I just never had that certainty of belief. I admired it in others and sometimes wished I had it, wondering why I didn’t. But that same certainty made me uneasy. What would someone do in the name of their belief, that thing that seemed so certain to them and so distant to me? The news is filled with horrors perpetrated by those with this certainty firmly in place, whether it’s ISIS inspired suicide bombers or radical Fundamentalists killing physicians who have performed abortions.

And reading history doesn’t make this uneasiness with certainty go away. How many of millions have perished at the hands of those who were certain in their beliefs, however misguided and wrong they may seem to us now? Even in doing my genealogy I have come across so many atrocities done by my ancestors in the name of their beliefs that it makes me question the decision to look into the past at all.

That being said, I still sometimes envy those with that certainty and the comfort they seem to find in it. My own beliefs, as they are, are always subject to questioning, always filled tinged with a bit of uncertainty. But they still offer a degree of comfort. Sometimes stopping as I walk and feeling the sun on my skin and gazing into the blue of the sky fills me with a feeling that seems transcendentally reverent in that moment. The outer world fades for a brief second and I seem connected with something greater than this time and place.

That moment is my certainty, that thing on to which I hold as proof of something greater. And that moment once in a great while is all I ask of it.

So, with or without that certainty, whether you observe Easter or any other religion’s activity today, I wish you a great day. But stop once in a while and just feel the sun on your skin and notice the color of the blue in the sky. For this week’s music, here’s a great cover of a Bob Dylan song, Times Have Changed, from the great soul singer Bettye Lavette, who recently did an album of her interpretations of Dylan songs. This song won an Oscar for Best Original Song in 2001 for it’s use in the movie Wonder Boys.

Enjoy Bettye’s take on it and have a great day.

 

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I wanted to play a Christmas song for this week’s Sunday music and thought I’d replay a song that first ran here back in 2009. It’s Must Be Santa from Bob Dylan. It’s a great song, a polka with a klezmer feel and in the the entertaining video you get the bonus of seeing Dylan dance. Good fun for the day before Christmas.

While looking for an photo or two to accompany this post, I browsed through masses of images of Santas from the past and was amazed how many of them crossed that line into outright creepiness. It made me believe that Santa is just about on par with clowns in creep factor. You might see a rogue clown in the woods but Santa is, simply put, a bearded home intruder ( and flamboyant dresser) who slides down your chimney in the dark of night. He knows when you are sleeping, for god’s sake!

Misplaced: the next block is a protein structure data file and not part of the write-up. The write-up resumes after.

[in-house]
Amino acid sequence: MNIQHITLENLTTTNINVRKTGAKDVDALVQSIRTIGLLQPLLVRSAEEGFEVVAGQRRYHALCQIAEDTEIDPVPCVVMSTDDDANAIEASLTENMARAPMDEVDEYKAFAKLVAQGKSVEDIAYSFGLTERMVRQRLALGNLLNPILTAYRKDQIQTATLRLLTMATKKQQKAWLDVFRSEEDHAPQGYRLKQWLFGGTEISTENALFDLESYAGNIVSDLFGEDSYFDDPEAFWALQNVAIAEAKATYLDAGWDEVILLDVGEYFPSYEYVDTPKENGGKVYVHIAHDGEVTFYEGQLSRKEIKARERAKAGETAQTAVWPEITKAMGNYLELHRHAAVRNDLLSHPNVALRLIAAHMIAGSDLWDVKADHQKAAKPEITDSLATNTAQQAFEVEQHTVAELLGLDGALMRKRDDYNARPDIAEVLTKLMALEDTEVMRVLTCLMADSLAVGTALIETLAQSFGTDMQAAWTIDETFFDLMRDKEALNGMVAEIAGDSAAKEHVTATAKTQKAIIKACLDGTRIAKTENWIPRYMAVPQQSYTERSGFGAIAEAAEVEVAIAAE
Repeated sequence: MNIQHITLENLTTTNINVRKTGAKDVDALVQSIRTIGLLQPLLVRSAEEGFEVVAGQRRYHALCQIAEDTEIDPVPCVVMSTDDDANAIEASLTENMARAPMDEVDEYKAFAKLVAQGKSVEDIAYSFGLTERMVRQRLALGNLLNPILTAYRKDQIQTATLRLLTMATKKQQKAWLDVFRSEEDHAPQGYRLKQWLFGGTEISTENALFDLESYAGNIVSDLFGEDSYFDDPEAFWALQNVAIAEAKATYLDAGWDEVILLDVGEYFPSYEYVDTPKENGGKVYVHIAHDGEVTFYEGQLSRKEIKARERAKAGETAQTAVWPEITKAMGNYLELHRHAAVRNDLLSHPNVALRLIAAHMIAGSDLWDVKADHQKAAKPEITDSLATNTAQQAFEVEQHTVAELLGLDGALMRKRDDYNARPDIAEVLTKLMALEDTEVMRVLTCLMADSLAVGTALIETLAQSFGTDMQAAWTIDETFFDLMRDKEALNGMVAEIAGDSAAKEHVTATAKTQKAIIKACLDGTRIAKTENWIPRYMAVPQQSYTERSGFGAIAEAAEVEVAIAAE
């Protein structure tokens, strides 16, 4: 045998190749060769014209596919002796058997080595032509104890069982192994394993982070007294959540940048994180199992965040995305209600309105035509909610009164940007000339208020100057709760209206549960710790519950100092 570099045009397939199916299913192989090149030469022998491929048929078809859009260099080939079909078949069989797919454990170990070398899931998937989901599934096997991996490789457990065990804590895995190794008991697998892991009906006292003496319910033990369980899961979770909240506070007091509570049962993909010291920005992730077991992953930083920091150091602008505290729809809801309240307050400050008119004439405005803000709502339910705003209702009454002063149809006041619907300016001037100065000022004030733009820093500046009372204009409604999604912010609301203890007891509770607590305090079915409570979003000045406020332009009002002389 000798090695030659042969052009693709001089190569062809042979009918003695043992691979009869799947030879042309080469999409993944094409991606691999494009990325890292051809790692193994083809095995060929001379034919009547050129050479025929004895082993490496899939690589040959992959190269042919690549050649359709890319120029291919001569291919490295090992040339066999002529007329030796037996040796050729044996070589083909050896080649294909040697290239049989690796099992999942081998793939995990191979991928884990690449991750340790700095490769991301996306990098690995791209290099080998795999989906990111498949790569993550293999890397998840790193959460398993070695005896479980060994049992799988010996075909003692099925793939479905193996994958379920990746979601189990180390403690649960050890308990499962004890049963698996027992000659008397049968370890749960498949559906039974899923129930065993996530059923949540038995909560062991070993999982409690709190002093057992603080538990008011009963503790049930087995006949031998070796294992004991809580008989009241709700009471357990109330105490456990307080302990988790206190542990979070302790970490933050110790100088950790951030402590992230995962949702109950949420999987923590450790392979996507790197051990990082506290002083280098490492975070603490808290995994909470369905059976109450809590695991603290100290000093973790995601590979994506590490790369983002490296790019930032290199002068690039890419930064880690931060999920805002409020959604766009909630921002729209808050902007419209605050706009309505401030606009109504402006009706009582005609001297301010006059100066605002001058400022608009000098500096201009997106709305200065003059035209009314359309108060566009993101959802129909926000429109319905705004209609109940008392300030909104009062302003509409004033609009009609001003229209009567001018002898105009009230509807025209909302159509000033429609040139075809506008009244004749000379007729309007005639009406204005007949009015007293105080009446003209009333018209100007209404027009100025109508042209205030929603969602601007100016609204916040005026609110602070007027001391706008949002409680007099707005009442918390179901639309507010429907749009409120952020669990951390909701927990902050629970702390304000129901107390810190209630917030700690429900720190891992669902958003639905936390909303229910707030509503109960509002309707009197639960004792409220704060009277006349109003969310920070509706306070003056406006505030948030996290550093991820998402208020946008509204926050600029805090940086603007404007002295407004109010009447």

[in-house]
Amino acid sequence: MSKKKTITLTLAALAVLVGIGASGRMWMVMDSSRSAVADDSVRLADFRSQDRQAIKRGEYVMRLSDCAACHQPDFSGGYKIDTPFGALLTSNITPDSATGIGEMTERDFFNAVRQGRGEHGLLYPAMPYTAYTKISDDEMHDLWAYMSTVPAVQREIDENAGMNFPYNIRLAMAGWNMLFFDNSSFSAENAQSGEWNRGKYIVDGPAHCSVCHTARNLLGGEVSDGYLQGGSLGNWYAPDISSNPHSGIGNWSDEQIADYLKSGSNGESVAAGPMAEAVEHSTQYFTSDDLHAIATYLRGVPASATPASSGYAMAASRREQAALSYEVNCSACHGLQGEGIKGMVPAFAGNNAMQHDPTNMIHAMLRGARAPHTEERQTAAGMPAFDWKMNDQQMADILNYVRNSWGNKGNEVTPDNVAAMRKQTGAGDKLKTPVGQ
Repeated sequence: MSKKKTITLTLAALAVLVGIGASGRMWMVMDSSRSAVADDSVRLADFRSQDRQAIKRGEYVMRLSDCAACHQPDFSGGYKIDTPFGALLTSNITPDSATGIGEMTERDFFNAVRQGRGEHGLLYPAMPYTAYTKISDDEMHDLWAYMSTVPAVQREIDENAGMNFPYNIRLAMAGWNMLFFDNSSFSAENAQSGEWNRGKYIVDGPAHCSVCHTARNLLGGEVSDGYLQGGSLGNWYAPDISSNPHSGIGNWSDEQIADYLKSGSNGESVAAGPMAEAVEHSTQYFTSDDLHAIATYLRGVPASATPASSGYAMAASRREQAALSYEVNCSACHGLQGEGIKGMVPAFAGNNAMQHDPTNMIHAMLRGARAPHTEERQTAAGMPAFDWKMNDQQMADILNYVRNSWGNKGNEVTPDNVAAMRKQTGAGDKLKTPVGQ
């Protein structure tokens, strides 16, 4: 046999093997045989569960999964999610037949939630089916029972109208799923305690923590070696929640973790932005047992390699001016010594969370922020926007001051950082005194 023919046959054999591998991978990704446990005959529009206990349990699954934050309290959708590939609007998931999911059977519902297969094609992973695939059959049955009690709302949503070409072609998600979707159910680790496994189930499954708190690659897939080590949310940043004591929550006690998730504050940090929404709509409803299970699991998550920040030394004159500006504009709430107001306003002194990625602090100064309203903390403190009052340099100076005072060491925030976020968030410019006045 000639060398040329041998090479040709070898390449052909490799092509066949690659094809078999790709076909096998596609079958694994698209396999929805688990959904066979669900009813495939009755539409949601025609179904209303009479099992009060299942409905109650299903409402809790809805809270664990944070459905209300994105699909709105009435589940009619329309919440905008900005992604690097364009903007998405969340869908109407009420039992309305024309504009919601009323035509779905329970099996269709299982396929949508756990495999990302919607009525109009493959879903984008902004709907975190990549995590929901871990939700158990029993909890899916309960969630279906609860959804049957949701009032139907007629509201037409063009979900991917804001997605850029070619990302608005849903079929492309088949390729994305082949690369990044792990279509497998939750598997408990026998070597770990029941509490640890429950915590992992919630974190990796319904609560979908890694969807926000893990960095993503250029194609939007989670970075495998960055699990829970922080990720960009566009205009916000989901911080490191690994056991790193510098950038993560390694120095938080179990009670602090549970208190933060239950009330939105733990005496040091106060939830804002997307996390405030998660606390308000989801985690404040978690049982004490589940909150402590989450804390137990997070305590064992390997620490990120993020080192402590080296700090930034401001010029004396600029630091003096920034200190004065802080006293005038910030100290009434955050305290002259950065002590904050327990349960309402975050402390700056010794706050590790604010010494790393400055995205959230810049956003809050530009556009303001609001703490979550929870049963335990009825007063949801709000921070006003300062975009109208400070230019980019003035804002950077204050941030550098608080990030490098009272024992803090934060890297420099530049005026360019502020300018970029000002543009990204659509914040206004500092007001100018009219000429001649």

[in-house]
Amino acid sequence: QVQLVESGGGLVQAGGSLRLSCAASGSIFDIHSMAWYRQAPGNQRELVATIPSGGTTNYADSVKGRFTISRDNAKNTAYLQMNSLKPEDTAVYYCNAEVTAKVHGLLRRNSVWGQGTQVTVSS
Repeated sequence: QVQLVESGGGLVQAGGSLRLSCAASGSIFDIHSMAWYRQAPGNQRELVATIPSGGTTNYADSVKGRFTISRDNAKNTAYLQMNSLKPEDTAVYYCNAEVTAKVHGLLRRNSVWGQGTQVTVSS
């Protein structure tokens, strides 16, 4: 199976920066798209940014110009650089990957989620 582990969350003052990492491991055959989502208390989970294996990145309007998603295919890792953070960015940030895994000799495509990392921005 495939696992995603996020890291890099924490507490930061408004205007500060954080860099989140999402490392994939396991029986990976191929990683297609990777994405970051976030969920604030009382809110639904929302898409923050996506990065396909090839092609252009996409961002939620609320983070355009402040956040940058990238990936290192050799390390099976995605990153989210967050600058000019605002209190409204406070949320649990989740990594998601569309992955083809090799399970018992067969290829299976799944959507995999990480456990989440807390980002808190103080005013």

I picked a few that are pretty strange. I left out some that actually made me cringe and feel a little queasy. I have a feeling that many of their photos are also in some sort of registry somewhere.

Anyway, enjoy the song and have a good holiday evening. And don’t worry about the weird old man hovering around your home tonight…

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There just doesn’t seem to be enough time in any day, with what seems like a thousand tasks gnawing at me to get done. A little anxious,  I am eager to get going but it is Sunday morning and my routine dictates that I dig out a song to play here on the blog.

This weeks features two versions of Bob Dylan‘s Everything Is Broken, a definite favorite of mine and a song that oddly fits almost any time and place. I chose the  first, which contains the song done by Dylan himself, because the video cracked me up. It’s done by someone from Italy, I think, who makes some interesting videos. I believe he just does it for himself and friends because none of them has a huge number of views. But his one caught my eye and makes me chuckle.

The second video is from longtime soul diva Bettye LaVette. I like to hear different takes on the same song, seeing how many artists take different approaches to the same material. Bettye’s version is pretty satisfying.

But you be the judge. Have a great day.